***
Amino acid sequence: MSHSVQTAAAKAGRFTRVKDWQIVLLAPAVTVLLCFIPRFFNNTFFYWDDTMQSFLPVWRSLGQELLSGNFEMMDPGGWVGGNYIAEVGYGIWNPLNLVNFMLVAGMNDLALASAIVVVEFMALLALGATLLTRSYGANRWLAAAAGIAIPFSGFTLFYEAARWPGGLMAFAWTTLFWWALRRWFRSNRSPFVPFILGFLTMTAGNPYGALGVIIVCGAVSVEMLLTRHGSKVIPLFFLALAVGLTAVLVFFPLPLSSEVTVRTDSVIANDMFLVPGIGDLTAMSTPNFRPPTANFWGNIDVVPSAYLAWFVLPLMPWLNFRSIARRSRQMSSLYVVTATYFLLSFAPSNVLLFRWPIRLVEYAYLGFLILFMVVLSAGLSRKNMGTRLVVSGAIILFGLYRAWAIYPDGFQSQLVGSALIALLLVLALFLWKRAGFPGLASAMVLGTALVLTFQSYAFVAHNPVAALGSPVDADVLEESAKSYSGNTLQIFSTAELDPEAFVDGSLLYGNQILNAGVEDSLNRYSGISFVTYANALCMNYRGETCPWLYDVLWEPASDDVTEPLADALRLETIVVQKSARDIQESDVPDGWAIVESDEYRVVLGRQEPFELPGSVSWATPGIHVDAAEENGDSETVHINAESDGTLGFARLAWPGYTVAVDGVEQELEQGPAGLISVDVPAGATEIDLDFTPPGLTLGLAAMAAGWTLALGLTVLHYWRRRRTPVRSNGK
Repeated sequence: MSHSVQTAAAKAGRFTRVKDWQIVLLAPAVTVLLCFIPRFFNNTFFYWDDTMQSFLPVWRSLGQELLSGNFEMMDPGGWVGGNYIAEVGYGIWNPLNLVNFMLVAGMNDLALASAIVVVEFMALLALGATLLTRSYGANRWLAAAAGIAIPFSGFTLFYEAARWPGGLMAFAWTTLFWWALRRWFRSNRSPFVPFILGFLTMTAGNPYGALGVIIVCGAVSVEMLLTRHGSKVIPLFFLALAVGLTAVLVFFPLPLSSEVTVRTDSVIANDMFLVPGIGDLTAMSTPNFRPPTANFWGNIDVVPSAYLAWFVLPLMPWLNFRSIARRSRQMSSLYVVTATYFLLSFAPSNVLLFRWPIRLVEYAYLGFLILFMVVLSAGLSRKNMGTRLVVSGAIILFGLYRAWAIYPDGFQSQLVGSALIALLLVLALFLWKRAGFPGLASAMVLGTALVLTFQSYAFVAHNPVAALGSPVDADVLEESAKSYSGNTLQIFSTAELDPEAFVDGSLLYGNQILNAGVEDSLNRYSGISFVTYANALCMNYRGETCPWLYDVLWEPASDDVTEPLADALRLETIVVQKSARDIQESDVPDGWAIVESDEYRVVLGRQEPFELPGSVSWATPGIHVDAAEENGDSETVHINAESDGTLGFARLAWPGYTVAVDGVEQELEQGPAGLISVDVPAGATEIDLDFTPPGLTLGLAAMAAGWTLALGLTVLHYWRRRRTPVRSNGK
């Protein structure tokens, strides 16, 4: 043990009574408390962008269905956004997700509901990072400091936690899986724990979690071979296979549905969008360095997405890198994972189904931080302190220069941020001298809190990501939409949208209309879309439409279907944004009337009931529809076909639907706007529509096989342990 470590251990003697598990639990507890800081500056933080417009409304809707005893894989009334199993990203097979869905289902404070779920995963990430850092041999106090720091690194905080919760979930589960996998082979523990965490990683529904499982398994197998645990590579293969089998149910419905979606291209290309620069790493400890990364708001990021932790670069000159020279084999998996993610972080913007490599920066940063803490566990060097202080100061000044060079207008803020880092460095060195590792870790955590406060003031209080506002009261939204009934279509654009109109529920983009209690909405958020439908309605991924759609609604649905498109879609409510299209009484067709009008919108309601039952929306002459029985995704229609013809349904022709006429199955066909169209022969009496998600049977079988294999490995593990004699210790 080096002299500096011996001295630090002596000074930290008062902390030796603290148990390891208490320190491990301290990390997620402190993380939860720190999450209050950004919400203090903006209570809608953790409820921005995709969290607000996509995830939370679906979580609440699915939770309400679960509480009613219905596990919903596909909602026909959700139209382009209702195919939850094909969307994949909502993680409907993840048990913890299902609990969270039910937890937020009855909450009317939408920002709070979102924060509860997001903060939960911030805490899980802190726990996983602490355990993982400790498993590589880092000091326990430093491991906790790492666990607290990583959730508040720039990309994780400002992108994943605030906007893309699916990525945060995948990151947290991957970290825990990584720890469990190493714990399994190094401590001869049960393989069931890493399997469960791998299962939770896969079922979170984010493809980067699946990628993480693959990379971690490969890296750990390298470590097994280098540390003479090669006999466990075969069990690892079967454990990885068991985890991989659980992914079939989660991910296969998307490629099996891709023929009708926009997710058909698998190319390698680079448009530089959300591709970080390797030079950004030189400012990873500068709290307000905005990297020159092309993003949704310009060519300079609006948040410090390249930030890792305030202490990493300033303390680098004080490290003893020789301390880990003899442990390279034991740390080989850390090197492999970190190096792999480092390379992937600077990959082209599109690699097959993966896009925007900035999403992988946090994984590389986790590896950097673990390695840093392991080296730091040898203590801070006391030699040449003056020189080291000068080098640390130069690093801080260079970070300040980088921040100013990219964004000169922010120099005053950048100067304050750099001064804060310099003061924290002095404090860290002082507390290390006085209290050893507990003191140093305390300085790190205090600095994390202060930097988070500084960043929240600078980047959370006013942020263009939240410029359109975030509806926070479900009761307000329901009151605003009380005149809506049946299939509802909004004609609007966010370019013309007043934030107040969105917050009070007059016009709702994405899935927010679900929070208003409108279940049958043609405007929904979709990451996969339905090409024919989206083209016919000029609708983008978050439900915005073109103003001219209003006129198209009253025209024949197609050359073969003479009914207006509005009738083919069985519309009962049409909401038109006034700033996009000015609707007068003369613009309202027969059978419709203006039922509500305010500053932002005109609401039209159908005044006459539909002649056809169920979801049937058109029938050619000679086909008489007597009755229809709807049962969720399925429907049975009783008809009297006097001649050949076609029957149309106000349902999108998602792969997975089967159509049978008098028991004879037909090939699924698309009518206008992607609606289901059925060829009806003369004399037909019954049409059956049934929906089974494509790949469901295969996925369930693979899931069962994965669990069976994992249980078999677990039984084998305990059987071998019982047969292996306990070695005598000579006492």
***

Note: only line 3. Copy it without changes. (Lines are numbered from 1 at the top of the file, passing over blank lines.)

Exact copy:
């Protein structure tokens, strides 16, 4: 043990009574408390962008269905956004997700509901990072400091936690899986724990979690071979296979549905969008360095997405890198994972189904931080302190220069941020001298809190990501939409949208209309879309439409279907944004009337009931529809076909639907706007529509096989342990 470590251990003697598990639990507890800081500056933080417009409304809707005893894989009334199993990203097979869905289902404070779920995963990430850092041999106090720091690194905080919760979930589960996998082979523990965490990683529904499982398994197998645990590579293969089998149910419905979606291209290309620069790493400890990364708001990021932790670069000159020279084999998996993610972080913007490599920066940063803490566990060097202080100061000044060079207008803020880092460095060195590792870790955590406060003031209080506002009261939204009934279509654009109109529920983009209690909405958020439908309605991924759609609604649905498109879609409510299209009484067709009008919108309601039952929306002459029985995704229609013809349904022709006429199955066909169209022969009496998600049977079988294999490995593990004699210790 080096002299500096011996001295630090002596000074930290008062902390030796603290148990390891208490320190491990301290990390997620402190993380939860720190999450209050950004919400203090903006209570809608953790409820921005995709969290607000996509995830939370679906979580609440699915939770309400679960509480009613219905596990919903596909909602026909959700139209382009209702195919939850094909969307994949909502993680409907993840048990913890299902609990969270039910937890937020009855909450009317939408920002709070979102924060509860997001903060939960911030805490899980802190726990996983602490355990993982400790498993590589880092000091326990430093491991906790790492666990607290990583959730508040720039990309994780400002992108994943605030906007893309699916990525945060995948990151947290991957970290825990990584720890469990190493714990399994190094401590001869049960393989069931890493399997469960791998299962939770896969079922979170984010493809980067699946990628993480693959990379971690490969890296750990390298470590097994280098540390003479090669006999466990075969069990690892079967454990990885068991985890991989659980992914079939989660991910296969998307490629099996891709023929009708926009997710058909698998190319390698680079448009530089959300591709970080390797030079950004030189400012990873500068709290307000905005990297020159092309993003949704310009060519300079609006948040410090390249930030890792305030202490990493300033303390680098004080490290003893020789301390880990003899442990390279034991740390080989850390090197492999970190190096792999480092390379992937600077990959082209599109690699097959993966896009925007900035999403992988946090994984590389986790590896950097673990390695840093392991080296730091040898203590801070006391030699040449003056020189080291000068080098640390130069690093801080260079970070300040980088921040100013990219964004000169922010120099005053950048100067304050750099001064804060310099003061924290002095404090860290002082507390290390006085209290050893507990003191140093305390300085790190205090600095994390202060930097988070500084960043929240600078980047959370006013942020263009939240410029359109975030509806926070479900009761307000329901009151605003009380005149809506049946299939509802909004004609609007966010370019013309007043934030107040969105917050009070007059016009709702994405899935927010679900929070208003409108279940049958043609405007929904979709990451996969339905090409024919989206083209016919000029609708983008978050439900915005073109103003001219209003006129198209009253025209024949197609050359073969003479009914207006509005009738083919069985519309009962049409909401038109006034700033996009000015609707007068003369613009309202027969059978419709203006039922509500305010500053932002005109609401039209159908005044006459539909002649056809169920979801049937058109029938050619000679086909008489007597009755229809709807049962969720399925429907049975009783008809009297006097001649050949076609029957149309106000349902999108998602792969997975089967159509049978008098028991004879037909090939699924698309009518206008992607609606289901059925060829009806003369004399037909019954049409059956049934929906089974494509790949469901295969996925369930693979899931069962994965669990069976994992249980078999677990039984084998305990059987071998019982047969292996306990070695005598000579006492």